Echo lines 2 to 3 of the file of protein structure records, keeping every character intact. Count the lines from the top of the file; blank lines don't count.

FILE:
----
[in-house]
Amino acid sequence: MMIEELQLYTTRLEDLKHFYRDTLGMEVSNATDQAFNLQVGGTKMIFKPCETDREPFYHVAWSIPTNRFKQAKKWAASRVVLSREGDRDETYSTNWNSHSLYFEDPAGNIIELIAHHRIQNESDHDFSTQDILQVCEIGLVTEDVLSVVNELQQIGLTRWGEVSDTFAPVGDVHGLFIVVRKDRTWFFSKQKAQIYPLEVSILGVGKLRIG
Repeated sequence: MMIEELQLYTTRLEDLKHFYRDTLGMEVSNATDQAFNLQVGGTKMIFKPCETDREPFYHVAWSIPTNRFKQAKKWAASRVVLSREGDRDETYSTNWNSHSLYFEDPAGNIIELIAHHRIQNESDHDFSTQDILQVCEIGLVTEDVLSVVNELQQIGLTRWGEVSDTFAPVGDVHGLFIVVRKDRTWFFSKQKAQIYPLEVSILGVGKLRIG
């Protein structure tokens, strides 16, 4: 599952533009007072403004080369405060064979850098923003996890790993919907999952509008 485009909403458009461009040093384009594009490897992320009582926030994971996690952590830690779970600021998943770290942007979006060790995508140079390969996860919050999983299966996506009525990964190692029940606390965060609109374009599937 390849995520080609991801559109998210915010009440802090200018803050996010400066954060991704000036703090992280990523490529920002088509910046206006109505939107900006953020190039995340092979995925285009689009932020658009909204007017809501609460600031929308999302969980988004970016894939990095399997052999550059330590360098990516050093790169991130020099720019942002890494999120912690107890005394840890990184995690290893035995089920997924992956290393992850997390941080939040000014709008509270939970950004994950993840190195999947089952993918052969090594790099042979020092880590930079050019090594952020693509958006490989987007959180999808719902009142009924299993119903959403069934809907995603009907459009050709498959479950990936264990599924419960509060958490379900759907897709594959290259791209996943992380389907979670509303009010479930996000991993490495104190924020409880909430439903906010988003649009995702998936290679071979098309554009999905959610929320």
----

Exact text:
Amino acid sequence: MMIEELQLYTTRLEDLKHFYRDTLGMEVSNATDQAFNLQVGGTKMIFKPCETDREPFYHVAWSIPTNRFKQAKKWAASRVVLSREGDRDETYSTNWNSHSLYFEDPAGNIIELIAHHRIQNESDHDFSTQDILQVCEIGLVTEDVLSVVNELQQIGLTRWGEVSDTFAPVGDVHGLFIVVRKDRTWFFSKQKAQIYPLEVSILGVGKLRIG
Repeated sequence: MMIEELQLYTTRLEDLKHFYRDTLGMEVSNATDQAFNLQVGGTKMIFKPCETDREPFYHVAWSIPTNRFKQAKKWAASRVVLSREGDRDETYSTNWNSHSLYFEDPAGNIIELIAHHRIQNESDHDFSTQDILQVCEIGLVTEDVLSVVNELQQIGLTRWGEVSDTFAPVGDVHGLFIVVRKDRTWFFSKQKAQIYPLEVSILGVGKLRIG